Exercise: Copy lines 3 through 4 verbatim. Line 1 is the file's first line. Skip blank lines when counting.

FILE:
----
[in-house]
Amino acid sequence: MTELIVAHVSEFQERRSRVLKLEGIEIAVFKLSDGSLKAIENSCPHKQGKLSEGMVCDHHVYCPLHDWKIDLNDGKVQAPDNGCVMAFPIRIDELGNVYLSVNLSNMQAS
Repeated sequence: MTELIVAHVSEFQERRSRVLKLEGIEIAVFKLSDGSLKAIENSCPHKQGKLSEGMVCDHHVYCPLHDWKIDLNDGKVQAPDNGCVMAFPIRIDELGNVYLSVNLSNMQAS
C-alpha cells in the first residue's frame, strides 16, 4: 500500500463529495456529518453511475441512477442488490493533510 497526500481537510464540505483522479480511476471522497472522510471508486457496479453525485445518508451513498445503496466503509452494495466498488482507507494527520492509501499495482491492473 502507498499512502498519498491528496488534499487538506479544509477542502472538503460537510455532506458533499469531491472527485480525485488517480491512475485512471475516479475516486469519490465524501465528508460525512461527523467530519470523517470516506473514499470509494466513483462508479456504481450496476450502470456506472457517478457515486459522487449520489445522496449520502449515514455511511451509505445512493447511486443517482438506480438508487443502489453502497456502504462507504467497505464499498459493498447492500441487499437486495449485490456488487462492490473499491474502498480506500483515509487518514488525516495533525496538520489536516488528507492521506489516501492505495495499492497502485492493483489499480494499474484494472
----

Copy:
Repeated sequence: MTELIVAHVSEFQERRSRVLKLEGIEIAVFKLSDGSLKAIENSCPHKQGKLSEGMVCDHHVYCPLHDWKIDLNDGKVQAPDNGCVMAFPIRIDELGNVYLSVNLSNMQAS
C-alpha cells in the first residue's frame, strides 16, 4: 500500500463529495456529518453511475441512477442488490493533510 497526500481537510464540505483522479480511476471522497472522510471508486457496479453525485445518508451513498445503496466503509452494495466498488482507507494527520492509501499495482491492473 502507498499512502498519498491528496488534499487538506479544509477542502472538503460537510455532506458533499469531491472527485480525485488517480491512475485512471475516479475516486469519490465524501465528508460525512461527523467530519470523517470516506473514499470509494466513483462508479456504481450496476450502470456506472457517478457515486459522487449520489445522496449520502449515514455511511451509505445512493447511486443517482438506480438508487443502489453502497456502504462507504467497505464499498459493498447492500441487499437486495449485490456488487462492490473499491474502498480506500483515509487518514488525516495533525496538520489536516488528507492521506489516501492505495495499492497502485492493483489499480494499474484494472